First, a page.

‘Then,’ says one, ‘you cannot be accepted unless you repent.’ Well, who leads us to repentance? Who is drawing us? […] Christ is lifted up. ‘And I, if I be lifted up from the earth, will draw all men unto me’ (John 12:32). Here we look at the cross of Calvary. What has made us look at it? Christ is drawing us […] the man is drawn to the One who uplifts him, and the One who uplifts him draws him to repentance. It is no work of his own; there is nothing that he can do that is of any value at all except to believe.” (Ellen White, Manuscript 5, “Christ and the Law,” sermon given at Rome, New York, June 19, 1889; in 1888 Materials, pg. 344)
She had come to Jesus. For her there was, not condemnation, but the promise, “Go, and sin no more” (John 8:11). The people “want to know that Christ accepts them as soon as they come to Him” (Ibid., pg. 348). It would do us well to more clearly point sinners to Christ as the whole Saviour, the complete Saviour, who can redeem from sin, and who will accept us as soon as we come to Him. There is no prerequisite for coming to Jesus. He says, “Come!” (Matthew 11:28), and “him that cometh to me I will in no wise cast out” (John 6:37).
Jesus loves to have us come to Him just as we are, sinful, helpless, dependent. We may come with all our weakness, our folly, our sinfulness, and fall at His feet in penitence. It is His glory to encircle us in the arms of His love and to bind up our wounds, to cleanse us from all impurity. (Ellen White, Steps to Christ, pg. 52)
In the uplifting of this fallen soul, Jesus performed a greater miracle than in healing the most grievous physical disease; He cured the spiritual malady which is unto death everlasting […] In His act of pardoning this woman and encouraging her to live a better life, the character of Jesus shines forth in the beauty of perfect righteousness. While He does not palliate sin, nor lessen the sense of guilt, He seeks not to condemn, but to save. (Ellen White, Desire of Ages, pg. 462)
Jesus said, “Blessed are the merciful: for they shall obtain mercy” (Matthew 5:7). “We love him, because he first loved us” (1 John 4:19). When we have tasted the love of Christ in our own lives we will have love for our fellow mankind struggling in sin. “To the appeal of the erring, the tempted, the wretched victims of want and sin, the Christian does not ask, Are they worthy? but, How can I benefit them? In the most wretched, the most debased, he sees souls whom Christ died to save and for whom God has given to His children the ministry of reconciliation” (Ellen White, Thoughts from the Mount of Blessing, pg. 22).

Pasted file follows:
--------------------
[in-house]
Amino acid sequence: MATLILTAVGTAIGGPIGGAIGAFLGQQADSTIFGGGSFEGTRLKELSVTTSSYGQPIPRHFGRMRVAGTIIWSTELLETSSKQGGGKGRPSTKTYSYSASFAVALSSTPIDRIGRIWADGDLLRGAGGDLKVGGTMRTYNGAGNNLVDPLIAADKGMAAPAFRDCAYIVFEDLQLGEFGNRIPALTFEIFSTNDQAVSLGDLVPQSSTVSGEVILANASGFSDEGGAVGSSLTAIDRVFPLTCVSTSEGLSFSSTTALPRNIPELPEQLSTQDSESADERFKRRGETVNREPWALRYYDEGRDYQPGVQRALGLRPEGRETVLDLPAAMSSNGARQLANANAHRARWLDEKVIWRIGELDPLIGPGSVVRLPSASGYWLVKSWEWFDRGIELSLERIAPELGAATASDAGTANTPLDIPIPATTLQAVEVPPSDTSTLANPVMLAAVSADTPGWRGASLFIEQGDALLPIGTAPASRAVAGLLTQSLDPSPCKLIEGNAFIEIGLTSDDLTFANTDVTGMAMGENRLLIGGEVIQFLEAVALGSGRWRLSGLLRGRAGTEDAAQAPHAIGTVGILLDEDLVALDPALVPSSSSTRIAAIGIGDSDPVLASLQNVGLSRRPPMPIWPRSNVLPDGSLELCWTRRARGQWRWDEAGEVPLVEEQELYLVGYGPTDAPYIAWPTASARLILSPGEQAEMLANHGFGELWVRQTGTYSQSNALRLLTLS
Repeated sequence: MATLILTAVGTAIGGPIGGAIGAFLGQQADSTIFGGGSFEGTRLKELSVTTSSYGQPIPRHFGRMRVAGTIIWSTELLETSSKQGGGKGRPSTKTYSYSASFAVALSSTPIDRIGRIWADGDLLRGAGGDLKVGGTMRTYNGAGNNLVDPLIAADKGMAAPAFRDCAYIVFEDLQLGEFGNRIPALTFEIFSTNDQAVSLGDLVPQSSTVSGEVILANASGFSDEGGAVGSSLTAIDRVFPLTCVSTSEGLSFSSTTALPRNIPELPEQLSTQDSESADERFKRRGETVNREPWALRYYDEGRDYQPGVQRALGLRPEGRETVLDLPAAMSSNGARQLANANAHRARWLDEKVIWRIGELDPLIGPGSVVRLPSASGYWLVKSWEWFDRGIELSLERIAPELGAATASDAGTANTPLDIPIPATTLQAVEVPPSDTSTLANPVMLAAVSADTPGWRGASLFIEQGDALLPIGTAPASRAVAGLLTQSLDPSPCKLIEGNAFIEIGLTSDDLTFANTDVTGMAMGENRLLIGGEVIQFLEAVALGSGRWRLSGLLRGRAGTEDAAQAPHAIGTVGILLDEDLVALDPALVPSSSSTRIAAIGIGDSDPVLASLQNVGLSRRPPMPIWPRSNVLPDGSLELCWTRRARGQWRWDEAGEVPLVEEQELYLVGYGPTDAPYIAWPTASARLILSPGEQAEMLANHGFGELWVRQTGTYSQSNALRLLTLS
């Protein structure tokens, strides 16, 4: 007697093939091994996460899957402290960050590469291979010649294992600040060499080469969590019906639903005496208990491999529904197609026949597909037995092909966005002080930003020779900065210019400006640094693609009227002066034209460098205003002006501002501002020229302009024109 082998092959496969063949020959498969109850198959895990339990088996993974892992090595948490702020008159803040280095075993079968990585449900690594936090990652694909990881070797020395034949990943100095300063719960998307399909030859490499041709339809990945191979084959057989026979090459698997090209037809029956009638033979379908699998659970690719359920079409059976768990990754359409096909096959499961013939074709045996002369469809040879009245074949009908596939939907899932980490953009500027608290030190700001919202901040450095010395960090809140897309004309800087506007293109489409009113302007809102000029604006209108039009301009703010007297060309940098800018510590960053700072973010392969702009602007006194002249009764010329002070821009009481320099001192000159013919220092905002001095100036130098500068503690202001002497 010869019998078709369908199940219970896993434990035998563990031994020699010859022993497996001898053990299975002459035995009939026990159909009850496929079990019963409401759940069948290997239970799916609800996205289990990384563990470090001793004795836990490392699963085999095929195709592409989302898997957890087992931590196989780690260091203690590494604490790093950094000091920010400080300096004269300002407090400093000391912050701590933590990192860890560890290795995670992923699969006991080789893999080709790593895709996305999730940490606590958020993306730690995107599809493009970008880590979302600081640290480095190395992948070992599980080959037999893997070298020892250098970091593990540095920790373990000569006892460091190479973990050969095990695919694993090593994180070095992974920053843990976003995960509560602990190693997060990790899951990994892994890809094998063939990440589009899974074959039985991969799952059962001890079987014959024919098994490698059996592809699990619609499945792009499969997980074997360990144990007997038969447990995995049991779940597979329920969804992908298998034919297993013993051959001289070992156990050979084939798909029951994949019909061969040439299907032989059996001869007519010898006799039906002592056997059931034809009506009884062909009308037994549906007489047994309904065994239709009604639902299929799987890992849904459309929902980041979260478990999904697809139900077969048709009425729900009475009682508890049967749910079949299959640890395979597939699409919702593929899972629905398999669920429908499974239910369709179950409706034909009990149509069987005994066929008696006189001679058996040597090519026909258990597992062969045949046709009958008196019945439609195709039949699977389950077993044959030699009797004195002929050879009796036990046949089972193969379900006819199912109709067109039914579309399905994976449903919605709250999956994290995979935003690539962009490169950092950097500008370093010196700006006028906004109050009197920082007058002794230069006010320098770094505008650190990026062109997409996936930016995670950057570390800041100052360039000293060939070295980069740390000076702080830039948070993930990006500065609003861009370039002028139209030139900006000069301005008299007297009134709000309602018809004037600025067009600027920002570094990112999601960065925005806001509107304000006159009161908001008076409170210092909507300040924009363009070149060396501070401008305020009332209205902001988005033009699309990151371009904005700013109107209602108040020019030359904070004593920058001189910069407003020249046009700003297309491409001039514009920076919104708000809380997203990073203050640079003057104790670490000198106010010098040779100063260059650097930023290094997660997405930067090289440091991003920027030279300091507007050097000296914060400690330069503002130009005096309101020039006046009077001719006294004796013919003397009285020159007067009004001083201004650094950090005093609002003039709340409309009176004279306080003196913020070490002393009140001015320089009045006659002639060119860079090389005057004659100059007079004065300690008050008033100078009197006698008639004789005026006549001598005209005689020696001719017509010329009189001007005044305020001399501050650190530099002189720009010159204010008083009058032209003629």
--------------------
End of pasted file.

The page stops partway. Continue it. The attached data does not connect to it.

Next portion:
The only way we can show mercy and love to a dying world is if we have tasted and seen for ourselves that the Lord is good, if we have looked to the cross of Christ and there seen the value of a soul.
Then Jesus says, “Blessed are the pure in heart: for they shall see God” (Matthew 5:8). David asks the great question: “Who shall ascend into the hill of the LORD? or who shall stand in his holy place?” to which he gives answer: “He that hath clean hands, and a pure heart” (Psalm 24:4).
Are we pure in heart? What is our condition? Isaiah says, “Ah sinful nation, a people laden with iniquity, a seed of evildoers, children that are corrupters: they have forsaken the LORD, they have provoked the Holy One of Israel unto anger, they are gone away backward. …the whole head is sick, and the whole heart faint. From the sole of the foot even unto the head there is no soundness in it; but wounds, and bruises, and putrifying sores” (Isaiah 1:4-6). But, one says, that he was speaking of the Jewish nation. They were the ones who were so full of sin, for they had forsaken God. But is it only of the Jewish nation that it is said has this condition?
The Laodicean condition is applicable to us today. Christ says: “I know thy works […] thou art lukewarm […] Because thou sayest, I am rich, and increased with goods, and have need of nothing; and knowest not that thou art wretched, and miserable, and poor, and blind, and naked” (Revelation 3:15-17). We think we are okay when we are completely destitute of anything good, pure, lovely, or righteous. Isaiah declares: “But we are all as an unclean thing, and all our righteousnesses are as filthy rags; and we all do fade as a leaf; and our iniquities, like the wind, have taken us away” (Isaiah 64:6).